Race and the U.S. Census: Are Racial Categories Racist?

To many, the very fact of a census taker asking “what race are you?” evokes a racist past that we’d like to move beyond.  Today in our week-long series on “Race and the U.S. Census,” I’ll consider some of the recent arguments about whether the census use of racial categories is, in itself, a form of racism.


(Photo by Ed Clark from here.)

Dr. Kelly, writing at CNN’s iReport website, argues strongly for the case that the categories themselves reinforce a greater valuation of “white” over “black” and that the whole notion of referring to people as colors is wrong-headed:

The reason we should not be referring to people as colors is because in our society, colors have meaning. The color white, for example, is associated with most things good (e.g., birth, weddings, angels, goodness, purity, virginity, etc.), and the color black is associated with most things bad (e.g., death, funerals, evil, bad luck, uncertainty, fear, etc.). In referring to people as colors, we are applying labels that subtly socialize individuals to associate being White with being good and being Black with being bad. The Census needs to set an example and stop referring to people as colors.

Meanwhile, some scholars and journalists have noted that the use of the word “negro” on the census form is offensive to some and should not be used in the 2010 count.   However, sociologist  Dr. L’Heureux Dumi Lewis has a different take:

I am all for rallying around a cause. I’m just not sure I can meet ya’ll down at the Census offices for a protest over Negro. Focus groups, lettering writing campaigns, and write ins suggest some of our older brothers and sisters still support the term. Let’s focus energy in creating greater political clout, not appropriate nomenclature.

Lewis goes on to point out three issues that are worth paying attention to, in his view, around the census (the counting of prisoners, who gets counted as white, and undercounts), and we’ll get to those later in the series.

The fact is, many observers are wary of the census when it comes to race.   Jillian C. York writes at the Global Voices Online blog that:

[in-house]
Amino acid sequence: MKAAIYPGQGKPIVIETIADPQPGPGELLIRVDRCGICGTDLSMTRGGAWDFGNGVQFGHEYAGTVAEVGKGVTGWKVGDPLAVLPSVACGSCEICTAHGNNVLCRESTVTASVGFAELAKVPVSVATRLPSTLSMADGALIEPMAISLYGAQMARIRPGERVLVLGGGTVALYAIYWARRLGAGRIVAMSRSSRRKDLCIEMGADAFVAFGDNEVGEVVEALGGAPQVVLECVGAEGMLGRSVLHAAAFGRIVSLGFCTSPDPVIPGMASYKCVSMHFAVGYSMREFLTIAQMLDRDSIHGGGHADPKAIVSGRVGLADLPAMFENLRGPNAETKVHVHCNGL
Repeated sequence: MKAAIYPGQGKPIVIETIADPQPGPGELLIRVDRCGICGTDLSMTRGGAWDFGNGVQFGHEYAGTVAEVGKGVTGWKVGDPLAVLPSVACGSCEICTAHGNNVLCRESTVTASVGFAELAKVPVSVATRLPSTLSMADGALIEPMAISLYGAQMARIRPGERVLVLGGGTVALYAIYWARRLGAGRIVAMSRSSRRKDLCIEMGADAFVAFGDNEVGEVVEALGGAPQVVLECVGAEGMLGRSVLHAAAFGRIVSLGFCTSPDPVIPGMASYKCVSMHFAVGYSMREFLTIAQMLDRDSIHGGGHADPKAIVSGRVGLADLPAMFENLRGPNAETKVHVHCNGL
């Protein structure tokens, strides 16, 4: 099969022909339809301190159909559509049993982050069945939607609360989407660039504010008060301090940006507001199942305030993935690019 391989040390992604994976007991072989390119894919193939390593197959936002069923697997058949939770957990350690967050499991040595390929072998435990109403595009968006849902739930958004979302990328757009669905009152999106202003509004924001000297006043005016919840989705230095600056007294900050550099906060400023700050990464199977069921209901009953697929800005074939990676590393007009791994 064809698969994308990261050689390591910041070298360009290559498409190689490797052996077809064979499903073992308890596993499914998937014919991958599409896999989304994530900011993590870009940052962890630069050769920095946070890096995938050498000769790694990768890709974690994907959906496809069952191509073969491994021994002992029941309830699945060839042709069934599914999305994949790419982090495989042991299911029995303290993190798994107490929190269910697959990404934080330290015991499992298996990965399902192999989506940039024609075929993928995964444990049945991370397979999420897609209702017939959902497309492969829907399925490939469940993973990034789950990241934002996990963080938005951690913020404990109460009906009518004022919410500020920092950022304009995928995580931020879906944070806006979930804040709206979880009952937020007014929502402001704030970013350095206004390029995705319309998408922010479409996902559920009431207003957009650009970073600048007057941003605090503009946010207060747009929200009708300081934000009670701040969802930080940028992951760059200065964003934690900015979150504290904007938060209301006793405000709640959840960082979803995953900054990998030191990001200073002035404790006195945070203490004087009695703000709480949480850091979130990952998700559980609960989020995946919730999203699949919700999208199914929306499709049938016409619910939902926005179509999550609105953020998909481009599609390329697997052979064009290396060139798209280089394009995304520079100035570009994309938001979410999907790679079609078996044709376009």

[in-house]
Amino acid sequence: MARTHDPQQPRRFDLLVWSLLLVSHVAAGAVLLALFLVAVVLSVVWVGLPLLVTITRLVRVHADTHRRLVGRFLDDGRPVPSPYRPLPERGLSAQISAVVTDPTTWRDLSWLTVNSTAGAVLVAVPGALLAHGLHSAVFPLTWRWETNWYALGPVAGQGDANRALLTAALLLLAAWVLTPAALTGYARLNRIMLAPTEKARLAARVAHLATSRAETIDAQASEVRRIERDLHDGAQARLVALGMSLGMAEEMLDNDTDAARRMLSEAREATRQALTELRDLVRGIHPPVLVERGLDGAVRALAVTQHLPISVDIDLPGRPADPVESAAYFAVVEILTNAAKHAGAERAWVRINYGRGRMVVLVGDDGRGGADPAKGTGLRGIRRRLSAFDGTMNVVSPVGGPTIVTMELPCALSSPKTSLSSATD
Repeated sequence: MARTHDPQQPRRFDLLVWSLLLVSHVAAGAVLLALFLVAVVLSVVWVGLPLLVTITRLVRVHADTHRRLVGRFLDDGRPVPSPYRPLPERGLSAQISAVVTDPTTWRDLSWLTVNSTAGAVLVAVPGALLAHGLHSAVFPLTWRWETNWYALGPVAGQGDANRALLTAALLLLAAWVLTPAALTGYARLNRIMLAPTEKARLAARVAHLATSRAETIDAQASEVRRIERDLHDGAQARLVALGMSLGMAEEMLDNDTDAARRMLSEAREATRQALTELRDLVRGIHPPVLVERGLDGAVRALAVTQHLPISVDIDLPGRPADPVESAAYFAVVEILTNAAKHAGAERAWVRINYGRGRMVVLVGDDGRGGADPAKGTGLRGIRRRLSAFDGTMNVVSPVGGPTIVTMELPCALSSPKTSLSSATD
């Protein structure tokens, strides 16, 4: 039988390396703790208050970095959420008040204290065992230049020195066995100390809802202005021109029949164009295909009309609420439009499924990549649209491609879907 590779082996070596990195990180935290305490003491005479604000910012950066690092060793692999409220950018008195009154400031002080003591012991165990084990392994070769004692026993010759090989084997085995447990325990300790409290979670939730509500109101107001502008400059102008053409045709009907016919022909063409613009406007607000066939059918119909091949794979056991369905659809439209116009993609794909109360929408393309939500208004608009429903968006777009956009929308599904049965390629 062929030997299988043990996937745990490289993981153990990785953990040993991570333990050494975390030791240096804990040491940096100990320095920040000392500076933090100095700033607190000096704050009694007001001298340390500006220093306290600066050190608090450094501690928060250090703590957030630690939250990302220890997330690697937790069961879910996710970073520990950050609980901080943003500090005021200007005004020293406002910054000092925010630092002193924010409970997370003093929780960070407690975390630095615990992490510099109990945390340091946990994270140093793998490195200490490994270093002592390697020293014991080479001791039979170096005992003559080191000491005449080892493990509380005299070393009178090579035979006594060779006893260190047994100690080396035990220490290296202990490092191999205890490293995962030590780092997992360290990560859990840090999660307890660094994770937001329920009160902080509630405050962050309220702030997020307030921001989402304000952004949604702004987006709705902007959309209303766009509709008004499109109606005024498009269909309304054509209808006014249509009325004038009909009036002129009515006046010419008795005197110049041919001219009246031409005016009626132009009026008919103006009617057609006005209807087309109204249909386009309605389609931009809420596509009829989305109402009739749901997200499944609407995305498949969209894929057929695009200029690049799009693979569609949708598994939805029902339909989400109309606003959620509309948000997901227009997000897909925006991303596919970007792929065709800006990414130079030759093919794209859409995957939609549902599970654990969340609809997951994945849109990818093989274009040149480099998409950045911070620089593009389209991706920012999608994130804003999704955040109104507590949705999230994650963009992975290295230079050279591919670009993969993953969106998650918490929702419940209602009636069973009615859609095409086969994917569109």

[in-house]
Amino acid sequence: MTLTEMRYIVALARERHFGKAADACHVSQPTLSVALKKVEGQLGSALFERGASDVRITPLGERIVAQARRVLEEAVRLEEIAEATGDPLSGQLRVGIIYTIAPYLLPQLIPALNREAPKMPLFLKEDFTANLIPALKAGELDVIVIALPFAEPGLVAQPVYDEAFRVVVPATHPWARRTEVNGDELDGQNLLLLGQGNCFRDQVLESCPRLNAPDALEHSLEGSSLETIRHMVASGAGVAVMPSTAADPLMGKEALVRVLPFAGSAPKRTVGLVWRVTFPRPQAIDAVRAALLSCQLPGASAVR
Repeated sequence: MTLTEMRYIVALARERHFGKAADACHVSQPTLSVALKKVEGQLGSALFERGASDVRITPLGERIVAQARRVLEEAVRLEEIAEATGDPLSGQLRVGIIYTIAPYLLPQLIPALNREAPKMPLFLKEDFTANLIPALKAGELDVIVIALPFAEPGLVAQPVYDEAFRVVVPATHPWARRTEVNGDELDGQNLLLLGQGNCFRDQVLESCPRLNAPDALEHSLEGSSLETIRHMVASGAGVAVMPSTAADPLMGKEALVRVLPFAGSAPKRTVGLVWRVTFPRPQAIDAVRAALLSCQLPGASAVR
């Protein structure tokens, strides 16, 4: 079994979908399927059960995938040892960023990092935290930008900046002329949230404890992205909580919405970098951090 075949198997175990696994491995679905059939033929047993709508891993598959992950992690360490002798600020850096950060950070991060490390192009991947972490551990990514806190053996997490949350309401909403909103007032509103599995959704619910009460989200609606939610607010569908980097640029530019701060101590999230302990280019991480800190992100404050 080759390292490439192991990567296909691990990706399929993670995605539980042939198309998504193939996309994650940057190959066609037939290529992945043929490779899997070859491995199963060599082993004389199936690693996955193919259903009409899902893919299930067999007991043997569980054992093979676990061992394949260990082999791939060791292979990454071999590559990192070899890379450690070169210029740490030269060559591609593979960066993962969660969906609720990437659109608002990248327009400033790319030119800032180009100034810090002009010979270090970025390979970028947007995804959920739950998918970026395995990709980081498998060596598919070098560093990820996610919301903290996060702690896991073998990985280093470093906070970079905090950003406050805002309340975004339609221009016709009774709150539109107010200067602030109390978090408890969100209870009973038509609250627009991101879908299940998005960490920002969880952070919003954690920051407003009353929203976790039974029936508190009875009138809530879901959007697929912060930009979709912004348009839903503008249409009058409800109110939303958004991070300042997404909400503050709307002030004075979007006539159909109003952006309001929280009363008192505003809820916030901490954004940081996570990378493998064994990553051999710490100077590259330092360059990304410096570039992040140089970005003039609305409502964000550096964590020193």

This year, there has been controversy in the Arab-American community over the question of race, because “Arab” is not included. Arabs are supposed to check “White” as their race, or can write in “Arab” or their chosen ethnicity (e.g., Syrian, Saudi), though they will still be counted as officially white. Maytha at Kabobfest believes that this is dis-empowering to Arab Americans…

The kind of push-back by Arab Americans that York notes is what has happened in the past with the census categories.  Part of the reason that the census categories change each ten years is that activists demand inclusion in the census.    And, every ten years, there are complaints from groups that are undercounted or left out of the census completely.

So, the question becomes then are these categories themselves problematic?   Is it better to count and include racial categories however flawed, or not count race at all?  We’ll explore these issues, and more, in coming installments in the series.


  1. Will

    Anyway youn slice it, everything comes down to race. Even if the racial categories are no longer counted, it will do little to change anything. It would sort of be another form of denial.

    This is just a thought:

    If they did eliminate race categories, they may do what most white employers do, look at the names. Sometimes all it takes it looking at the names of individuals to determine race. Although, it’s not 100% certain.

  2. distance88

    I recently filled out the Census, and I was surprised to see how it considers Korean, Japanese, Chinese, and Filipino all to be separate ‘races’. Isn’t this confusing ethnicity with race, or am I missing something? I mailed mine back already but as far as I recall, other ‘races’ weren’t parsed out in this manner..

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